— If your church could make free public announcements to thousands of your own members’ friends, would you do it?

— If there was a simple way to help members and guests feel more connected to your church, would you use it?

Small and large churches across our nation are effectively using a Facebook organization page to enhance in-reach and outreach. Should your church have one?

Do the math. Ask for a show of hands to find out how many church members use Facebook. The average Facebook user has 130 registered “friends,” so if just 20 church members use Facebook, that’s potentially 2,600 people who could read posts about your church. One hundred members with Facebook could touch 13,000. This is multiplication at its best. Convinced? I interviewed several churches to compile these Facebook tips to help you get started.

— Tip No. 1: Begin well. Study other churches’ pages for ideas. Use tips from Facebook’s help section ( to create your church organization page. Then ask church members and guests to “like” (join) your page so posts will display on their newsfeed.

— Tip No. 2: Keep it short. Want posts to be read? Keep them very brief. Give basic info to ignite interest and provide a link to the church website for more details.

— Tip No. 3: Add a graphic. Attract more readers by attaching your church logo, event logo, a photo or graphic to posts.

— Tip No. 4: Post regularly. Consider allowing several leaders or members to post. Two or three posts per week would be desirable.

— Tip No. 5: Keep it positive. Never forget that thousands of people may read posts. This is no place for whining. Positive posts convey the emotion and reality of true fellowship and confidence in God.

— Tip No. 6: Connect. Announcements help readers feel connected with the church. Tell about the upcoming men’s breakfast, kids’ camp or Easter celebration. Announce a new Bible class, staff member or benevolence project. Communicate weather cancellations or disaster relief.

— Tip No. 7: Develop a relationship with the reader. Be authentic and encouraging. Tell the story of God at work in your church and in individual lives. Encourage readers to comment or add photos. Their personal enthusiasm and involvement will add excitement and draw readers to your church and to God.

— Tip No. 8: Use video clips. Professional video isn’t necessary; a Flip video camera will do. Record one- or two-minute clips of members sharing life stories about God’s power. An Indiana church posted a hilarious video of a tithing rap. Introduce the upcoming sermon series, peek into a youth Bible class or show senior adults exercising.

— Tip No. 9: Different groups, such as a Bible class, worship team or youth group, could have another Facebook page for communication. My neighbor noticed an announcement from our women’s ministry on my Facebook and asked about attending a Bible study.

— Tip No. 10: Wait a minute before posting. It takes seconds to write a post, and it’s online immediately. Before submitting, re-read carefully to check tone, grammar and spelling. It represents God and His church, so do it very well. Pray for God to use it to touch lives, then hit “post.”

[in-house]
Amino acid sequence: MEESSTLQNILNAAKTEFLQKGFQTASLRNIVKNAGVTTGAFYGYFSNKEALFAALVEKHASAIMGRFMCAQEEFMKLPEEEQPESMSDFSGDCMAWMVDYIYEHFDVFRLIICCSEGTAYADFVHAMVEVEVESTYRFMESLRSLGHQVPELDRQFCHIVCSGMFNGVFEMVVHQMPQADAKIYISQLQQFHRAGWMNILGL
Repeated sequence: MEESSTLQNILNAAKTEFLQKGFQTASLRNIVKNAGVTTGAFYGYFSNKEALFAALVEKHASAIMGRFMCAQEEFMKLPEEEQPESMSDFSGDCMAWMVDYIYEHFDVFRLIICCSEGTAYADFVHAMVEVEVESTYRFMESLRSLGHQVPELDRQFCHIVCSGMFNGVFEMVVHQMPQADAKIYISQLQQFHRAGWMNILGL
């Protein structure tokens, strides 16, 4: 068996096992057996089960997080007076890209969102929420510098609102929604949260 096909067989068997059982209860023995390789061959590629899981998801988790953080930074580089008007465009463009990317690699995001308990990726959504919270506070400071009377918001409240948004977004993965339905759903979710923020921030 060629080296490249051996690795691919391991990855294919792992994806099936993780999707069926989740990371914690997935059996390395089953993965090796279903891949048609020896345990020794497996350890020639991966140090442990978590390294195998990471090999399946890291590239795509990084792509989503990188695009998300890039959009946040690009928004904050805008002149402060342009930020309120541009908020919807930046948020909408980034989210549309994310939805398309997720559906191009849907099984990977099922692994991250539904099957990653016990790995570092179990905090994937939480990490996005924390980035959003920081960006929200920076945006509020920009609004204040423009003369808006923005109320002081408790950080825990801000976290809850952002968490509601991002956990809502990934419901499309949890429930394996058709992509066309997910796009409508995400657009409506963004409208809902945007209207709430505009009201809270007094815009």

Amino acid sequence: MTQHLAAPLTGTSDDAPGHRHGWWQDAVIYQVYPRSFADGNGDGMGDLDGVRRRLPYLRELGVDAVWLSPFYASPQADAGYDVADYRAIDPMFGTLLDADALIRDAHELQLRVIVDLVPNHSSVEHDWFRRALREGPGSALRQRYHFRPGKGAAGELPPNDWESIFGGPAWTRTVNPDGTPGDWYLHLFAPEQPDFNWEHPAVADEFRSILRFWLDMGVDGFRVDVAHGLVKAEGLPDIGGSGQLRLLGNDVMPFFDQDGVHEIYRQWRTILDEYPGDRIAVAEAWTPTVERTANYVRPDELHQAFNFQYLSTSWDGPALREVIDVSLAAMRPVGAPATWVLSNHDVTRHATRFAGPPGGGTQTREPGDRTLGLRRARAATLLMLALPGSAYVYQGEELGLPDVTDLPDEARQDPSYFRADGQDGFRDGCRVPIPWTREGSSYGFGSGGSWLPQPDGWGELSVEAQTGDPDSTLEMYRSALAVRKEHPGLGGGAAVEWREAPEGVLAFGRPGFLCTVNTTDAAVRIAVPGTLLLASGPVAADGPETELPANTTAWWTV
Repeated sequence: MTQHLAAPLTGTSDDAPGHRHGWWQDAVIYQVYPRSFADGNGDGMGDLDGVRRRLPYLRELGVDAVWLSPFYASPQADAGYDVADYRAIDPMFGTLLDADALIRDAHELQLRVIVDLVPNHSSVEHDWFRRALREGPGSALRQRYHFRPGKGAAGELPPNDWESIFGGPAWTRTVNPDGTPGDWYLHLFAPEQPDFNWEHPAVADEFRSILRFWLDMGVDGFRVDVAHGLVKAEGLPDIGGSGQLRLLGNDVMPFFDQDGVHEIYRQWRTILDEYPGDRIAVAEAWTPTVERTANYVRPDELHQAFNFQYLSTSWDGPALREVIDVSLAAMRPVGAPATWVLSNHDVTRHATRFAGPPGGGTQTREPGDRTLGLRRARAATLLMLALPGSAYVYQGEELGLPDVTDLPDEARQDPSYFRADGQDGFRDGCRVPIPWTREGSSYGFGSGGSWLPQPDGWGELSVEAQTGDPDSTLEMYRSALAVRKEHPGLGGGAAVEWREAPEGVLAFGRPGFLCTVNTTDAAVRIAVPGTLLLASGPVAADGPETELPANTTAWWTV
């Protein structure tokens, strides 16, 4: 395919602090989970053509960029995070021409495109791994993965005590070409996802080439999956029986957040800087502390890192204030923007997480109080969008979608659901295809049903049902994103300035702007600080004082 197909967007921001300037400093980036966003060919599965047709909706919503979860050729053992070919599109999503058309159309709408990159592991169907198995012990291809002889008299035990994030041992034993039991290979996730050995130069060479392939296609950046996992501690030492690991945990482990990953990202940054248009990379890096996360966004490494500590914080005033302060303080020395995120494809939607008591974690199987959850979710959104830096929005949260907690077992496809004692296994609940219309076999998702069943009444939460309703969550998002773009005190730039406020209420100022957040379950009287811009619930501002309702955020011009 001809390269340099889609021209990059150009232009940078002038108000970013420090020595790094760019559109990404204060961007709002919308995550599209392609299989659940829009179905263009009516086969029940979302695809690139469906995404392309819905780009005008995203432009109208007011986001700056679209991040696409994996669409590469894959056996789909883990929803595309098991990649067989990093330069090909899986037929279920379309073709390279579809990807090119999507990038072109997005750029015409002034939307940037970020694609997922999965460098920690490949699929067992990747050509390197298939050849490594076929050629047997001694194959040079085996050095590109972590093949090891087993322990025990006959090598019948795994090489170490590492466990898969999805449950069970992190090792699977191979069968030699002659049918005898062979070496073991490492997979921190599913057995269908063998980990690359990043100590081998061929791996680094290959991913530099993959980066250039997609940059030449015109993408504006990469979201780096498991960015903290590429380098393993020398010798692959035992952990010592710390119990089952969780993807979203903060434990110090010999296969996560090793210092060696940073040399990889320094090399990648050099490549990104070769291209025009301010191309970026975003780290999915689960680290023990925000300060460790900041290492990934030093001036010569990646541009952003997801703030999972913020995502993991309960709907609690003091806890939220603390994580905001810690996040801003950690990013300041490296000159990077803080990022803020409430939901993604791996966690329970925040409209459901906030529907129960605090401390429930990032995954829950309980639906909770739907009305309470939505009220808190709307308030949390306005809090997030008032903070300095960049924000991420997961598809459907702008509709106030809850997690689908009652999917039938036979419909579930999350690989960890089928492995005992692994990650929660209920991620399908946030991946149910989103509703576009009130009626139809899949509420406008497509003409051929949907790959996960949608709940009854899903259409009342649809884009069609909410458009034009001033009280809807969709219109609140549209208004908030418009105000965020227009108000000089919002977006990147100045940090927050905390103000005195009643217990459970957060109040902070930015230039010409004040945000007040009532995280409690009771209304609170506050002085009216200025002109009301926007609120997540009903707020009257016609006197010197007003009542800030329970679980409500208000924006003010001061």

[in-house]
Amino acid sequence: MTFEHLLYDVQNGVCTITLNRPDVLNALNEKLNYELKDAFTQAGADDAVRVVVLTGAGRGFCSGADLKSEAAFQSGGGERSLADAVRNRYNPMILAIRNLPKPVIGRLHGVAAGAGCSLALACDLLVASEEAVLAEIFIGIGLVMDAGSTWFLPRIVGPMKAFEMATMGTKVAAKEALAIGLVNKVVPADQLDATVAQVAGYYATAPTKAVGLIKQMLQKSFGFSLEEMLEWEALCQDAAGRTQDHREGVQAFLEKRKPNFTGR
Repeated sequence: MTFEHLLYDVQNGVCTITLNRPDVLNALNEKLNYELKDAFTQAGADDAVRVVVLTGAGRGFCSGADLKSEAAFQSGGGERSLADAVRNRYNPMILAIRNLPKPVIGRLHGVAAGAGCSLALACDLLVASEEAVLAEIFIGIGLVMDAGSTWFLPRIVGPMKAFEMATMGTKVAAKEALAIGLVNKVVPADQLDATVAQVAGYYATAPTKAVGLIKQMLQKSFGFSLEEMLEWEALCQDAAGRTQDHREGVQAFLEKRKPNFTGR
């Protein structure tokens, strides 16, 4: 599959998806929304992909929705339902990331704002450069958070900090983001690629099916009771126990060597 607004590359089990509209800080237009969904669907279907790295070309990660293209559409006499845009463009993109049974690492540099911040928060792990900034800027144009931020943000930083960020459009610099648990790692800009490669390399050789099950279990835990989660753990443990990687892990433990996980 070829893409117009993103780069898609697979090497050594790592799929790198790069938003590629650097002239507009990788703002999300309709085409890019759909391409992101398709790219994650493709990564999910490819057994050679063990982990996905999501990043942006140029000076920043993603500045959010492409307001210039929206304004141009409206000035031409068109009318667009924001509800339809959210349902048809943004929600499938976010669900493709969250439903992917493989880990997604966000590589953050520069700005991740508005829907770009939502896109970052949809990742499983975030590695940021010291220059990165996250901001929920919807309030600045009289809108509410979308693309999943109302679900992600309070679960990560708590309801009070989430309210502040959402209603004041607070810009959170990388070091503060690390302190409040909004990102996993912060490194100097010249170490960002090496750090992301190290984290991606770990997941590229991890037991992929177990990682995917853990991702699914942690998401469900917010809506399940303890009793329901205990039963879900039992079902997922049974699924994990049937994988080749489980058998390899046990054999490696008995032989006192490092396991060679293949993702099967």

Of course, this doesn’t take the place of face-to-face outreach and fellowship, but it may enhance your church’s impact. Half of active Facebook users log in on any given day. If your church members’ Facebook friends log in tomorrow, will they learn something about what God is doing at your church?

Diana Davis is author of “Fresh Ideas for Women’s Ministry” (B&H Publishing) and wife of the Indiana Baptist Convention executive director. Visit her website at

Communication General Priorities Visitors Web

Churches have websites but many aren’t utilizing them, LifeWay survey finds By David Roach

NASHVILLE, Tenn. (BP) | Though most churches have a website, there is a divide between congregations that use their sites only for one-way communication and those that maximize their online presence with interactive technology.

That is the finding of a new LifeWay Research study sponsored by Axletree Media, one of LifeWay’s partners in its Digital Church initiative designed to enhance delivery systems and keep up with the digital needs of the church.

The survey of 1,003 Protestant churches found that while 78 percent have a website, less than half of those congregations use their sites for interactive purposes like obtaining and distributing prayer requests (43 percent), registering people for events and activities (39 percent) and automating more church processes (30 percent).

A majority of congregations with a website use it for one-way communication, the survey revealed. A full 91 percent provide information to potential visitors online and 79 percent provide information to the congregation. Fifty-seven percent encourage increased attendance and involvement among the congregation and 52 percent solicit interest in ministry or volunteer opportunities.

“Many churches are using their website like a Yellow Pages ad characterized by basic information and infrequent updates,” said Scott McConnell, director of LifeWay Research. “This is in sharp contrast with churches that use their website like a bustling church receptionist registering people for upcoming events, collecting prayer requests and obtaining volunteers.

“There is nothing wrong with using a church website to simply give directions to the church or state the church’s beliefs,” McConnell added. “However, we must realize that more and more people expect to be able to interact online without having to drive or make a phone call to the church.”